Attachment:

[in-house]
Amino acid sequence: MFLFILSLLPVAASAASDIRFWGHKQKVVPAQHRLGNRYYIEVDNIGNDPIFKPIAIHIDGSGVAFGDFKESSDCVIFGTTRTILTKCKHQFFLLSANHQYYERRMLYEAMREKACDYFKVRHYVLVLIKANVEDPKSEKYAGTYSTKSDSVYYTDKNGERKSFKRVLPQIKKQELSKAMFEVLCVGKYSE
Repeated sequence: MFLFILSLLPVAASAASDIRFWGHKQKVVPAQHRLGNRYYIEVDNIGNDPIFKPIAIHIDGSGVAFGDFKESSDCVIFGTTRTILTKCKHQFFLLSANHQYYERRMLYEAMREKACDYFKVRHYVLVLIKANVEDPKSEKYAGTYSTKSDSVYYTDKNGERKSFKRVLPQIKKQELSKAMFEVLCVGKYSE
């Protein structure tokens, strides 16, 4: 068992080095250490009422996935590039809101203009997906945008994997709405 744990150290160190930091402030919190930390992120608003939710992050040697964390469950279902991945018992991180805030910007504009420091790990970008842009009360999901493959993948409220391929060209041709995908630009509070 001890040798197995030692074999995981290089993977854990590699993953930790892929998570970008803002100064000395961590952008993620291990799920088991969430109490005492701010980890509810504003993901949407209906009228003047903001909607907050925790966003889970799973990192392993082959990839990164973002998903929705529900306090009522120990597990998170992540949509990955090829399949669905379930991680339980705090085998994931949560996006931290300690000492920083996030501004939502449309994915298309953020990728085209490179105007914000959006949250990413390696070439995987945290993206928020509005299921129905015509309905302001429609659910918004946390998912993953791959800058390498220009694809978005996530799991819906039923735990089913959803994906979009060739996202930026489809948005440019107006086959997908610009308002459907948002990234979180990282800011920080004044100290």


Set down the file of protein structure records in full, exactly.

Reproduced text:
[in-house]
Amino acid sequence: MFLFILSLLPVAASAASDIRFWGHKQKVVPAQHRLGNRYYIEVDNIGNDPIFKPIAIHIDGSGVAFGDFKESSDCVIFGTTRTILTKCKHQFFLLSANHQYYERRMLYEAMREKACDYFKVRHYVLVLIKANVEDPKSEKYAGTYSTKSDSVYYTDKNGERKSFKRVLPQIKKQELSKAMFEVLCVGKYSE
Repeated sequence: MFLFILSLLPVAASAASDIRFWGHKQKVVPAQHRLGNRYYIEVDNIGNDPIFKPIAIHIDGSGVAFGDFKESSDCVIFGTTRTILTKCKHQFFLLSANHQYYERRMLYEAMREKACDYFKVRHYVLVLIKANVEDPKSEKYAGTYSTKSDSVYYTDKNGERKSFKRVLPQIKKQELSKAMFEVLCVGKYSE
């Protein structure tokens, strides 16, 4: 068992080095250490009422996935590039809101203009997906945008994997709405 744990150290160190930091402030919190930390992120608003939710992050040697964390469950279902991945018992991180805030910007504009420091790990970008842009009360999901493959993948409220391929060209041709995908630009509070 001890040798197995030692074999995981290089993977854990590699993953930790892929998570970008803002100064000395961590952008993620291990799920088991969430109490005492701010980890509810504003993901949407209906009228003047903001909607907050925790966003889970799973990192392993082959990839990164973002998903929705529900306090009522120990597990998170992540949509990955090829399949669905379930991680339980705090085998994931949560996006931290300690000492920083996030501004939502449309994915298309953020990728085209490179105007914000959006949250990413390696070439995987945290993206928020509005299921129905015509309905302001429609659910918004946390998912993953791959800058390498220009694809978005996530799991819906039923735990089913959803994906979009060739996202930026489809948005440019107006086959997908610009308002459907948002990234979180990282800011920080004044100290």